What used to be necessary frugality for our grandparents in order to save as much food as possible has turned into a creative activity, yet not so long ago during the 90’s and early aughts, granny’s jams were far from trendy.

Post-soviet era Hungary, social gap growing swiftly. I was a kid then, and I used to look at those 25 oz. jars neatly labeled and lined up on the shelves of the village pantry – I know how bad this sounds – as a sign of not being well-off. My classmates ate jams bought from the store (which now also carried Kellog’s, I mean wow!) in pretty little hexagon bottles, their relatives not bothering with at-home preserving any more.

Little did I know (and care) at the time that most of those products have never seen actual fruit; all I remember is finding our homemade apricot and plum jams uncool. Well, times have definitely changed! I’ve tried many different flavors since, and as much I liked most of them, I’ve established that none are a match to the classics when it comes to crepes (What Nutella? Please…) or carnival donuts.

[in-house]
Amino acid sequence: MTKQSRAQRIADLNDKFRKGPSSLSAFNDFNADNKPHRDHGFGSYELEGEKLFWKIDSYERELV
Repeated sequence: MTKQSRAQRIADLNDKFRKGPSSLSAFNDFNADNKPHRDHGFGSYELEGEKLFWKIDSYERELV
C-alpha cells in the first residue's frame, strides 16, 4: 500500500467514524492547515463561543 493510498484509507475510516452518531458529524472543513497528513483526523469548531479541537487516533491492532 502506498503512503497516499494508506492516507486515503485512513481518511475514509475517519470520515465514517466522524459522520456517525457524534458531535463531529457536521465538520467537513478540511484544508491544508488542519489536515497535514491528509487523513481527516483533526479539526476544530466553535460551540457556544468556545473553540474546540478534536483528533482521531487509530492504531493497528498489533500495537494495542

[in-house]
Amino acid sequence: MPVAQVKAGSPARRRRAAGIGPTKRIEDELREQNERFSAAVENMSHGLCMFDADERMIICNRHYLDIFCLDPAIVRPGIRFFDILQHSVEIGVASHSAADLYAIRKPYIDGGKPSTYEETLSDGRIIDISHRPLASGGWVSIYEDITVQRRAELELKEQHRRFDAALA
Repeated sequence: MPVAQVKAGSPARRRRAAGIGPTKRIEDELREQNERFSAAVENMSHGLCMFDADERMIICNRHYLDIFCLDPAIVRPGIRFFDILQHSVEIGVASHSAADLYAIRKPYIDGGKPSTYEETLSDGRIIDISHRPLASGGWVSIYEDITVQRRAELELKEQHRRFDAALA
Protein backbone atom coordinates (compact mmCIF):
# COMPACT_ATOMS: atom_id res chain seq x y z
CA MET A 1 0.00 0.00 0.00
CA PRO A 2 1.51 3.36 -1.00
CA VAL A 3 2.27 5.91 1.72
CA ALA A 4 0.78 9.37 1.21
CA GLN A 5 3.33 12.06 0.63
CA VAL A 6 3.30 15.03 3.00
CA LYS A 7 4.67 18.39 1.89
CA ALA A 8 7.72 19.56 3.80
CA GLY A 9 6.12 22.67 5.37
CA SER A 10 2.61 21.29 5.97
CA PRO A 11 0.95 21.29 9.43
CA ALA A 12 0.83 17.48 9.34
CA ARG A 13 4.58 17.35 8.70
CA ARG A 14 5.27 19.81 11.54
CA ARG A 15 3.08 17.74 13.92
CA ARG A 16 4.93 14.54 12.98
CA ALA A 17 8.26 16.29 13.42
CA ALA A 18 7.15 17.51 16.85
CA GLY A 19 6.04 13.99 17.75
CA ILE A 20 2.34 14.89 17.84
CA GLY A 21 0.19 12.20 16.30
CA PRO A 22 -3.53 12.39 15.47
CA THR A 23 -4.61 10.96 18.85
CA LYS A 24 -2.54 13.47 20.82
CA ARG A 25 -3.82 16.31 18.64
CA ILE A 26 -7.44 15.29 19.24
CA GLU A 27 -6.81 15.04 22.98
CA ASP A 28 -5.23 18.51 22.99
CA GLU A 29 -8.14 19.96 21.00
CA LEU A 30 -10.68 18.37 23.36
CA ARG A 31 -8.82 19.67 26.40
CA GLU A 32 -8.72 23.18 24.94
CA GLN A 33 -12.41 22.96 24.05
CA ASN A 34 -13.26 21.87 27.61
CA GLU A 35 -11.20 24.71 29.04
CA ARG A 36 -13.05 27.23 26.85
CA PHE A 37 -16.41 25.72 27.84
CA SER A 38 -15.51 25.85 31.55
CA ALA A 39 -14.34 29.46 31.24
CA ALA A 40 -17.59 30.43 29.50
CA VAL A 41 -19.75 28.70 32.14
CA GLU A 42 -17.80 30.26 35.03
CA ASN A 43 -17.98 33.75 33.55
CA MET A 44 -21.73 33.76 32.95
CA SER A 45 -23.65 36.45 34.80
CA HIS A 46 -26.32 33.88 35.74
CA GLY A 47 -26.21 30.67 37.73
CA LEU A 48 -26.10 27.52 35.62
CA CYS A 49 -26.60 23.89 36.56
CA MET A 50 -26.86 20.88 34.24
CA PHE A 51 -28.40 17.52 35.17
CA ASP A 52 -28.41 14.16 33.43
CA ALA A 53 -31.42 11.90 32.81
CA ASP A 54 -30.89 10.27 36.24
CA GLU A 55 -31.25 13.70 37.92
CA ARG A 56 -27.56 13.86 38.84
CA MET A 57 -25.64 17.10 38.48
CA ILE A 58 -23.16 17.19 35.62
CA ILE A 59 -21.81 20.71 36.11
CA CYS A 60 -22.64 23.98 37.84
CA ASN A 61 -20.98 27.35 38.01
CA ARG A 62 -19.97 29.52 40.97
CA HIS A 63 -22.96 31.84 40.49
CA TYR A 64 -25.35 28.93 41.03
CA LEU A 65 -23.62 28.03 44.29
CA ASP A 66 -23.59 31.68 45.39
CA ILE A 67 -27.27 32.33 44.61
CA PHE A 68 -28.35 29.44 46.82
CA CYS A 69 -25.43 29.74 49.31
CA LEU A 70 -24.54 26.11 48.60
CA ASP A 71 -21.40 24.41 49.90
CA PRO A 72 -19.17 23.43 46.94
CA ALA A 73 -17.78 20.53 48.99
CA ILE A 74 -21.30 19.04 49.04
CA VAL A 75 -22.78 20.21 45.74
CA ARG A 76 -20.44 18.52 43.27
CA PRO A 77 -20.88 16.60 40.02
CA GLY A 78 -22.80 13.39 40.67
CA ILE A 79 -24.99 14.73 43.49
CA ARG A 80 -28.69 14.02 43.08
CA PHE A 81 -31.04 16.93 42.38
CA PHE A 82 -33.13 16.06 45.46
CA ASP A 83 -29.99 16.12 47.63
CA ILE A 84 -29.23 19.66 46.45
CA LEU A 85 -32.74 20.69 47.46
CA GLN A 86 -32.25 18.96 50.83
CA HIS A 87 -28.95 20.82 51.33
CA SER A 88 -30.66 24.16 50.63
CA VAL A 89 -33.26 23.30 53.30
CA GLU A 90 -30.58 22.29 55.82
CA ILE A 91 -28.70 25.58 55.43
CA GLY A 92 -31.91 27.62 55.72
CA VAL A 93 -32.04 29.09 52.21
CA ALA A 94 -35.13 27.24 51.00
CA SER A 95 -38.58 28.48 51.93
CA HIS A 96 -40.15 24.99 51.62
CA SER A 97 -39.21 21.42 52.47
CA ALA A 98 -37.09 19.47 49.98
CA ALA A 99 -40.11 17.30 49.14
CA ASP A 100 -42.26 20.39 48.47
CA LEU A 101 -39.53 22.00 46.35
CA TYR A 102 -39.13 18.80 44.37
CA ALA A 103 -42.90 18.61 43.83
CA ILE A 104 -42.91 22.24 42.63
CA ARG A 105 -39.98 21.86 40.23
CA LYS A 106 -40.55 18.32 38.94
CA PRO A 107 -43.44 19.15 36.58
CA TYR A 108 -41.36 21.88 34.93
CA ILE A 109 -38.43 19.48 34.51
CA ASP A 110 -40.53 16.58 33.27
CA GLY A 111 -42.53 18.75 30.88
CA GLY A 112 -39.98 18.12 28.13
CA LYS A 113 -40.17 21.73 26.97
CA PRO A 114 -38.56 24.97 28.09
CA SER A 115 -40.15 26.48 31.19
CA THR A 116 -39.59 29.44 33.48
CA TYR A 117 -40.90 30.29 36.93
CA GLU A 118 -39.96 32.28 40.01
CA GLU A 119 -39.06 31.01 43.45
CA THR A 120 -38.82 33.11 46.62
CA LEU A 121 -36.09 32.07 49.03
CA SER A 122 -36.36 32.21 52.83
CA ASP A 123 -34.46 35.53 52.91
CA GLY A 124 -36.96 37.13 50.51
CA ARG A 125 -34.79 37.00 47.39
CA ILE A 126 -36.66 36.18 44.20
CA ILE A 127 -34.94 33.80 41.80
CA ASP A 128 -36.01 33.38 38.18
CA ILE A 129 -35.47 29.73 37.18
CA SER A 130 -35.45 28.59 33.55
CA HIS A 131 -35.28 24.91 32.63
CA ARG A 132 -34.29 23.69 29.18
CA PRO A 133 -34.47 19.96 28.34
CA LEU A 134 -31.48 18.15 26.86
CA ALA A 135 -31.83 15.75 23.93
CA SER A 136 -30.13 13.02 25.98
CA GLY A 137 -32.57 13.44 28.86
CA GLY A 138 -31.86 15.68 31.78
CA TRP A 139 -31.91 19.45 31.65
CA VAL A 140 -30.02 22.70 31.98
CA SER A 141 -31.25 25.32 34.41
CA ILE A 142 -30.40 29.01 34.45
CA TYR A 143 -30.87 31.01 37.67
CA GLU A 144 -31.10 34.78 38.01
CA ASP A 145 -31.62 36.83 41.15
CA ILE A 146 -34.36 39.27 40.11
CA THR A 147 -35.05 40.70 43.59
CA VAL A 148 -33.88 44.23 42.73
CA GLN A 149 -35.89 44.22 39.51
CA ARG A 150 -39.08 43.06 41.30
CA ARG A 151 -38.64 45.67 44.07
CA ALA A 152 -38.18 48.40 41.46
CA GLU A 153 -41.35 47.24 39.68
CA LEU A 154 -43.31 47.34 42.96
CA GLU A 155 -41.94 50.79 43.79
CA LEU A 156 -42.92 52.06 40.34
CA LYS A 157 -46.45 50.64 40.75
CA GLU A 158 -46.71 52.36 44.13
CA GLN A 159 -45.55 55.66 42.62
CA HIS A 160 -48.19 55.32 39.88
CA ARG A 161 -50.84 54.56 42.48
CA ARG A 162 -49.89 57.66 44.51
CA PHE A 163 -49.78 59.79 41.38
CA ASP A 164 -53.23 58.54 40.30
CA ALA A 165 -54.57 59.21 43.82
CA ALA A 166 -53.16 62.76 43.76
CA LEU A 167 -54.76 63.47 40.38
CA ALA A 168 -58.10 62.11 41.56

Anyway. The jam making frenzy of today is different from our ancestors’ ways in many aspects. First of all, fortunately it’s not about what we’re going to eat during a long winter any more. It’s rather a culinary hobby and the result of the demand to know what’s in our food.

I respect tradition, but I also like to create new and unique flavors in my kitchen through experimenting with fruit combinations and adding spices. Standing-next-to-the-stove-stirring-all-day jam making and 1:1 fruit to sugar ratios are a thing of the past. Modern jams are made quicker thanks to natural gelling agents with less sugar needed. Shorter cooking times also preserve more of the goodness of the fruit, result in better color and a more intense flavor.